‘Business as usual’: Activists condemn G4S at AGM over Israeli human rights abuses
The AGM kicked off at 12.30 BST in a small hotel in the south London borough of Sutton.
Shareholders making their way into the venue were greeted by groups of campaigners holding colorful placards decrying G4S' human rights record.
G4S’ provision of equipment and services to Israeli prisons and the firm’s supply of wares to military checkpoints scattered along Israel’s separation barrier in the West Bank were focal points of criticism. G4S was also lambasted for entrenching violence against asylum seekers in Britain and profiting from global crises born of conflict.
The detention of Palestinians in Israeli jails violates the Fourth Geneva Convention, which forbids the transfer of prisoners from the Occupied Palestinian Territories (OPT) to Israel.
While G4S pledged to end its involvement in Israel’s controversial prison system last March, the security giant’s actions do not reflect its rhetoric. The firm continues to supply services and equipment to jails across Gaza and the West Bank, where over 7,000 Palestinian political prisoners are detained in breach of international law.
Many are incarcerated without charge or trial and are routinely tortured, according human rights experts.
Key groups protesting at the AGM included War on Want, which campaigns against global poverty and injustice, and the Palestinian Solidarity Campaign (PSC), which works to defend Palestinian human rights in the face of Israeli military aggression.
Posters held by activists outside the AGM accused G4S of “globalizing injustice” and profiting from “Israel’s illegal detention and torture of Palestinians.” A separate placard read: “Actions speak louder than words. Exit Israel now!”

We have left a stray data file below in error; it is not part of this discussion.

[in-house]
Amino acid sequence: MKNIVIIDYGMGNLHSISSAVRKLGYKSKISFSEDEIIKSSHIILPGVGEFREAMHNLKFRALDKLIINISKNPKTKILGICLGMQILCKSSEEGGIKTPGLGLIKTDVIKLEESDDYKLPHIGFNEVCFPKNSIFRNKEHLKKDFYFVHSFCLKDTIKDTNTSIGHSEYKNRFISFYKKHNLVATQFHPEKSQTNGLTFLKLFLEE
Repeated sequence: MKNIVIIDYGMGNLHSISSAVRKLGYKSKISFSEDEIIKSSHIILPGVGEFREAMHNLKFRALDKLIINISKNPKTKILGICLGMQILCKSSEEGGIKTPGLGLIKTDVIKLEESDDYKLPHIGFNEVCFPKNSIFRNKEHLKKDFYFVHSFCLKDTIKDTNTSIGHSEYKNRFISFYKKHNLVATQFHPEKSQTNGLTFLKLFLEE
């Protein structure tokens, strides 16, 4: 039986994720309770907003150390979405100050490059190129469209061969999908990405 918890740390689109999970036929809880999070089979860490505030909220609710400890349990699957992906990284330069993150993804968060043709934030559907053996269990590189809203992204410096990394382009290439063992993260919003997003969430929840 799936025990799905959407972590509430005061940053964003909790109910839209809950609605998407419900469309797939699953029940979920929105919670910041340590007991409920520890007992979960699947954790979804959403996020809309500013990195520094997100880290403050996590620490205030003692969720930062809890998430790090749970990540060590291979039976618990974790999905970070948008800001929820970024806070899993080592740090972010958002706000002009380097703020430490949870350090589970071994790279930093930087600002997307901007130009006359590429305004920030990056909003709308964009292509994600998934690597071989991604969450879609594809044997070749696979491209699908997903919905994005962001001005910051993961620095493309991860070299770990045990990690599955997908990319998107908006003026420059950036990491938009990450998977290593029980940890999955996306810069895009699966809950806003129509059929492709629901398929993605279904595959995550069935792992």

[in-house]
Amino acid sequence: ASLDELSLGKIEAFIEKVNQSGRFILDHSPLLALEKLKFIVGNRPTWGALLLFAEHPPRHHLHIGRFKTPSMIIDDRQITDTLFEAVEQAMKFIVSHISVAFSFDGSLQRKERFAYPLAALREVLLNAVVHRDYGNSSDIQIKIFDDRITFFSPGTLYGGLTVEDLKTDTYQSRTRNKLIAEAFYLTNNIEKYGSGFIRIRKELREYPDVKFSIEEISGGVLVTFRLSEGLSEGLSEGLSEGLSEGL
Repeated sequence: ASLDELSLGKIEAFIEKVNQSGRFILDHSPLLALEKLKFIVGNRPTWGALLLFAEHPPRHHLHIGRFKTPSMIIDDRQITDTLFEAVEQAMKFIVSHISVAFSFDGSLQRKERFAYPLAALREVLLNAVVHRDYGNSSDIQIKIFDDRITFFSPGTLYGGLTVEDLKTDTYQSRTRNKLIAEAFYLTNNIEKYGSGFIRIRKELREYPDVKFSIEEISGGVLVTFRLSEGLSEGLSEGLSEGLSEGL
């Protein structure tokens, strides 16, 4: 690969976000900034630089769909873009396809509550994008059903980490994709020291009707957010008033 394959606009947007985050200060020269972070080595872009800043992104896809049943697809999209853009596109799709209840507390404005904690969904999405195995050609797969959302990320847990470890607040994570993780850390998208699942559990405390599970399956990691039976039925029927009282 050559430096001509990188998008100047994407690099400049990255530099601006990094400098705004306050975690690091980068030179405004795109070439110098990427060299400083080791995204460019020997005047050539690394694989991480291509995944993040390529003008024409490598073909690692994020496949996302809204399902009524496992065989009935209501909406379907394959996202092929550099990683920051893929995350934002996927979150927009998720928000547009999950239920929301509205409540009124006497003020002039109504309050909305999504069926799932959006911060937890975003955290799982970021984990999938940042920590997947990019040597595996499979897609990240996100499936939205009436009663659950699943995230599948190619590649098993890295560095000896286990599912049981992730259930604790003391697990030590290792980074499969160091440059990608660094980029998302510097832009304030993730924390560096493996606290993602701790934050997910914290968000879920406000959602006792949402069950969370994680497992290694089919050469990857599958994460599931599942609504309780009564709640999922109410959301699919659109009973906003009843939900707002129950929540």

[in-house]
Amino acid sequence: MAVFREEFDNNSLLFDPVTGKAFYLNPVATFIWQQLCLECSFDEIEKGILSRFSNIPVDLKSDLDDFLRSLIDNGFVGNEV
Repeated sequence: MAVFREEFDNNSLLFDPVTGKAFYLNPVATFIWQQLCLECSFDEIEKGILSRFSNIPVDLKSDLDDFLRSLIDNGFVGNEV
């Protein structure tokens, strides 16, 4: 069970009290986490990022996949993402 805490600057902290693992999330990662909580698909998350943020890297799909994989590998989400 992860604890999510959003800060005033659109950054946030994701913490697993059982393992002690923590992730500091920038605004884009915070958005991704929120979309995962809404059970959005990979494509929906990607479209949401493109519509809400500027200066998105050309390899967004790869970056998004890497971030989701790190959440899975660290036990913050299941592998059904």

Speaking ahead of the meeting, War on Want Senior Militarism and Security Campaigner Ryvka Barnard criticized G4S for failing to sever ties with Israel’s prison system.
“G4S has made similar promises in the past, under the pressure of public scrutiny, but has failed to take action on them,” she said.
“Whether it’s supporting Israeli oppression, stoking violence against asylum seekers in the UK or exploiting crises caused by wars, G4S has continued to rake in the profits with little regard for human rights.
“We’ve yet to see any evidence of these promises being kept as G4S continue to put their profits before the rights of Palestinians. Now is the time for G4S to walk the walk and uphold its legal and ethical responsibilities.”
UK Campaigners have uncovered multiple cases of G4S complicity in human rights abuses at home and abroad. As a result, student unions, charities and universities across the UK have boycotted and divested from the security giant. They are calling for it to cease its complicity in human rights violations before any such boycott will be dropped.
A number of human rights activists who had bought shares in G4S in order to attend its AGM on Wednesday were denied entry on what they said were spurious grounds.
One such campaigner, Simon Morris, who was stopped by G4S security before he could enter the meeting, told RT the firm has backtracked on its commitment to divest from Israel. He also accused the security giant of pushing ahead with an ethically bankrupt attitude of “business as usual” in the face of mass human suffering.
RT asked G4S why UK citizens who had bought shares in the firm were turned away from its AGM. A spokesperson for the security giant refused to comment, but said he would inquire as to whether this was the case.
Asked whether G4S will heed public criticism and cease supplying Israel with equipment and services linked to human rights violations, he declined to comment.
Despite G4S' robust security, a select number of activists managed to make their way into the AGM. Challenged on the firm’s links to Israeli prisons, G4S' Executive Director argued the British government does not back a boycott on Israel. He went on to assure shareholders that G4S would sell its Israeli operation if the commercial conditions were right.